When it is activated, as described in the video, it works in the background to produce these creations, even if PSE 2019 is not running. It can create a maximum of 40 of these editable creations, and then stops. You can delete any or all of these creations or incorporate them into the Organizer. Once the number gets below forty, new Auto Creations are produced. If the Catalog has not changed with new imports, they may be repeats or similar creations previously generated.
Here is how I use this in my workflow. I generally turn off Auto Creations, since it appears to impact the performance of my PC. It may not have any impact on yours. I review and either incorporate/edit the Auto Creations generated, or delete them. I can do this either with the Auto Creations on or off.
Now when I take a new set of photos perhaps from an event or just a photo shot, I import them into the Catalog, and then I turn Auto Creations on again. After a time, PSE 2019 has produced new creations from my recent imports. I even get a Notification on my desktop in Windows 10 telling me that new creations have been produced. I review the new creations and then turn Auto Creations off again. This process works well for me.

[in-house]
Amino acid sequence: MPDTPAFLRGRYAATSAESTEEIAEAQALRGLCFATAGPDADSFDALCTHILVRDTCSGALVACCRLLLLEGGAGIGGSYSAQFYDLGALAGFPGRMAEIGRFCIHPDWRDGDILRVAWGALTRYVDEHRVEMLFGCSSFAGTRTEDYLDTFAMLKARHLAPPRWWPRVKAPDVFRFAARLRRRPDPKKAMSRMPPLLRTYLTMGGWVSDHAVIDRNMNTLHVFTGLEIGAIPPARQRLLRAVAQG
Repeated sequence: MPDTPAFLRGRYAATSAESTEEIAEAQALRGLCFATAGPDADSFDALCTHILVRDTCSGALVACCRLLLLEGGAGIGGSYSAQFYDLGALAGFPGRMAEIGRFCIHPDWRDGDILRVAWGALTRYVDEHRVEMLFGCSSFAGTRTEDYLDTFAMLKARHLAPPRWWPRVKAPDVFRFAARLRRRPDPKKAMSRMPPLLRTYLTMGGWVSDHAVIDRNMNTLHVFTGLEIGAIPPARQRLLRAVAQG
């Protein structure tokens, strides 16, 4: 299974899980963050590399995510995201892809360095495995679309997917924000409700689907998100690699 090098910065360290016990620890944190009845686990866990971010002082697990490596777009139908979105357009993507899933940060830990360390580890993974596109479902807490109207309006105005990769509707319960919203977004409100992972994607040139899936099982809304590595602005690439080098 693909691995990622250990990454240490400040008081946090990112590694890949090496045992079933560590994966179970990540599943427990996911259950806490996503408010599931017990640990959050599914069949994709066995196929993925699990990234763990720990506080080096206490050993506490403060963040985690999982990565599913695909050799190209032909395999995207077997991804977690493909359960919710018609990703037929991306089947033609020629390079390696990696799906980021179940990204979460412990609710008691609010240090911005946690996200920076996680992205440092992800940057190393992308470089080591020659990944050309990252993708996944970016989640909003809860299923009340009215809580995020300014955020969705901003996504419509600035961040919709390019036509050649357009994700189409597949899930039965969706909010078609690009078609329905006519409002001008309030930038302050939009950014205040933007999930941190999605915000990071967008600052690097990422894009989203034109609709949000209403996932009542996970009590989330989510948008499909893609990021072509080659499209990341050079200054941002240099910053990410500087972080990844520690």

I suspect that Adobe will enhance the Auto Creations feature in future versions of the program. I suspect one of those improvements will be to better identify the events and other information about the photos and videos selected for the creation.
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Until next time…
Back in February, I posted an article how I use Okolo.com to display a panosphere. Okolo stitches the uploaded images into a 360-degree panorama or panosphere. In this post, I expand a bit on the earlier one. Okolo does not accept RAW images, which I prefer to take when using its panorama shooting modes. It only accepts JPEG images, and they can only be 5 Mb in size. So other software must be used to edit the RAW images, and then convert and resize them.
This post illustrates my workflow for preparing the 34 RAW images my DJI Mavic Pro takes using Photoshop CC. It goes no to outline the steps to upload them to Okolo.com to create and display the panosphere. I have detailed the steps in the PDF file that is linked below.
Using PS CC and Okolo to Display 360 Panosphere
The workflow I describe here uses PS CC Action that does the necessary steps to convert and resize each image automatically. It is a simple action, and for the purposes of this post, I have not covered how to write it.
Finally, this can also be done in Photoshop Elements. I will probably write another post soon to better illustrate how to do it with the capabilities that are in Elements. Stay tuned.
If you found this tutorial to be helpful, please star-rate and Like it. And of course, any and all comments are welcome.